Forty-eight mesocosm tanks, each 1 m deep and 2 m in diameter, sunk in the ground (see McKee et al., 2000), are located at the University of Liverpool Horticultural and Environmental Research Station at Ness Botanic Gardens in North West England (53°16′N, 3°03′W), UK. In October 2005, the tanks were filled with a 20-cm deep sediment mixture containing (by volume) 50% garden loam and 50% organic material (47.5% chopped organic oat straw and 2.5% rotted organic cow manure to simulate a sediment of a eutrophic lake or pond), before being filled with around 3000 L of ground water pumped from a borehole.

A heating element was placed on top of the sediment either as a “dummy” in 24 non-heated tanks or connected to the heating system in 24 heated tanks. In heated tanks, 60°C hot water could be pumped through submerged pipes to increase the water temperature. Water temperature was measured continuously by sensors at a depth of 45 cm, and a computerized feedback system ensured a 4°C higher water temperature in heated tanks compared with adjacent non-heated tanks. Thus, heated tanks follow daily and seasonal temperature cycles of the ambient temperature tanks plus 4°C. Heating was switched on in October 2005 and tanks were allowed to settle until January 2006 when sampling and monitoring started.

Two different nutrient additions were superimposed on the heating treatments in a randomized block design from January 2006, via a standard nutrient addition every 2 weeks. Sixteen tanks did not receive nutrient additions (No), while the other two treatments, of 16 tanks each, received low (Low) and high (High) nitrogen loading (17.9 µM or 250 µg L−1 and 178.5 µM or 2500 µg L−1), each combined with a constant phosphorus loading (1.6 µM or 50 µg L−1) using sodium nitrate (NaNO3) and potassium dihydrogen orthophosphate (KH2PO4). Evaporation losses from the tanks were compensated with deionized water to avoid interference with nutrient levels and ionic composition. The study reported here represents the first, fishless phase (1st of January to 1st of June 2006) of a longer term experiment, which later included fish additions and macrophyte population establishment.

Inoculation

Zooplankton, phytoplankton and macroinvertebrates were collected from four ponds within the Botanic Garden and a nearby lake, Rostherne Mere, over several weeks and kept in a large storage tank. In January 2006, the storage tank contents were well mixed and sub-samples added to the 48 experimental mesocosms. In addition, D. magna was added to each mesocosm as ephippia from a nearby pond in October 2005, and 150 D. magna adults from the same origin on 20 March 2006. Two and 3 weeks after inoculation, invertebrates were cross-mixed among tanks via standardized sweep-net samples to ensure similar starting conditions.

Monitoring

Routine monitoring for water chemistry was based on Johnes and Heathwaite (1992) [total nitrogen (TN), total phosphorus (TP)] and Mackereth et al. (1989) [soluble reactive phosphorus (SRP), nitrate (NO3-N), ammonium (NH4-N)], in addition to conductivity, pH (by electronic meter), chlorophyll a (by a submersible fluorometer Cyclops-7, Turner Designs) and zooplankton counts took place every 2 weeks. Oxygen was measured at mid-water (35 cm) depth with an YSI Model 85 submersible system between 10.30 and 12.30 h BST (termed “mid-day”). Temperature was recorded automatically by the sensors and computer system every 15 min throughout the experiment. The phytoplankton community was examined microscopically to determine major components.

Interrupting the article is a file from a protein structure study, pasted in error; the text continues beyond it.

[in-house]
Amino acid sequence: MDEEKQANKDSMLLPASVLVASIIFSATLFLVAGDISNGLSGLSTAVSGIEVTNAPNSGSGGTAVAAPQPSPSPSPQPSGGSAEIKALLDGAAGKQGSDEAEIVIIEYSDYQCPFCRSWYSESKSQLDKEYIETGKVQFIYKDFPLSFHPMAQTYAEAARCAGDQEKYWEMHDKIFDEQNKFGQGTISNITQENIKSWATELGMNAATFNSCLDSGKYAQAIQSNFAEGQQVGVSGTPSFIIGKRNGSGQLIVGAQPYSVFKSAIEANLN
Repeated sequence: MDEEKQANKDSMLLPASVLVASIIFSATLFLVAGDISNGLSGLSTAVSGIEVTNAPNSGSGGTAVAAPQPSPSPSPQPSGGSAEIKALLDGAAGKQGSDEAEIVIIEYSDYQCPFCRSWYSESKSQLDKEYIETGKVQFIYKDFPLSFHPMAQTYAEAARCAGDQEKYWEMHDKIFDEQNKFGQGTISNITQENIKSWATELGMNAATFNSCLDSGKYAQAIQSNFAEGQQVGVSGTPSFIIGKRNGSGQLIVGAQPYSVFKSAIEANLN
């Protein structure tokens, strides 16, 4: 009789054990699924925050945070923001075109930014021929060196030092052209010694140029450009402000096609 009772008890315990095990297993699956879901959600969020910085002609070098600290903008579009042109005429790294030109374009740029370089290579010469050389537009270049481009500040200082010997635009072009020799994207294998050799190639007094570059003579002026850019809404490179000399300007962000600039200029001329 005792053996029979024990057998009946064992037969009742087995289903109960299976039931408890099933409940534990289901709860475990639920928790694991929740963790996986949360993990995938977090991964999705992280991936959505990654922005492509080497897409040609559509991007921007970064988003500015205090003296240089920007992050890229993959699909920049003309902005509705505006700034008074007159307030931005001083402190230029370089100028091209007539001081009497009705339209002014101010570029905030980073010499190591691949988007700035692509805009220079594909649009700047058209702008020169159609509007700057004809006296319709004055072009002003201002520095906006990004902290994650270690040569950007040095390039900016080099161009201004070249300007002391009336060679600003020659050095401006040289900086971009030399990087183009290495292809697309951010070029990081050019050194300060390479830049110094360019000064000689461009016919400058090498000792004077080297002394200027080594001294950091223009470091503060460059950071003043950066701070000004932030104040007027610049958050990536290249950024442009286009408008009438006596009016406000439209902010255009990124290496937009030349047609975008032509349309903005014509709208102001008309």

Zooplankton samples were taken after sunset to exploit a more equal distribution of the animals within the water column. Ten-litre integrated water samples were taken with a 1-m long tube, mixed in a bucket and concentrated for later transport to around 3 L with 100-µm mesh size gauze. Using the same method, the samples were concentrated down to 50 mL and fixed with sugar-formaldehyde the next morning. Sub-samples of at least 100 individuals (cladocerans and copepods) were counted under a microscope. Copepod numbers include copepodid stages. Nauplii were not included in the copepod counts nor were rotifers, nor Daphnia neonates containing egg yolk reserves.

To estimate the time difference caused by treatment (heated versus unheated and among nutrient additions) for the phytoplankton and zooplankton peaks, we applied two different methods. First, we recorded the date when the greatest number in each tank was reached; secondly, for an estimate between the fortnightly samplings, we fitted a curve (Weibull-type function) to data from each tank, providing a method for “peak” curve fitting following Rolinski et al. (2007), using the cardidates package of the statistical data analysis system R (R Development Core Team, 2007). Data shown for chlorophyll-a peak concentrations exclude seven mesocosms, distributed among the different treatments, where chlorophyll-a peaks developed before the start of our 2-weekly sampling regime preventing us from determining peak concentrations and fitting a curve to the data. For better comparison of the timing of zooplankton, D. pulex and phytoplankton peaks, results determined with fitted Weibull-type functions were standardized and Z-scores calculated (the difference in days between peak occurrence in each tank and the average of all tanks, divided by the overall standard deviation, and averaged for the different treatments). Hence, negative z-scores indicate earlier peaks compared with the average time of peak occurrence, positive values indicate later peaks.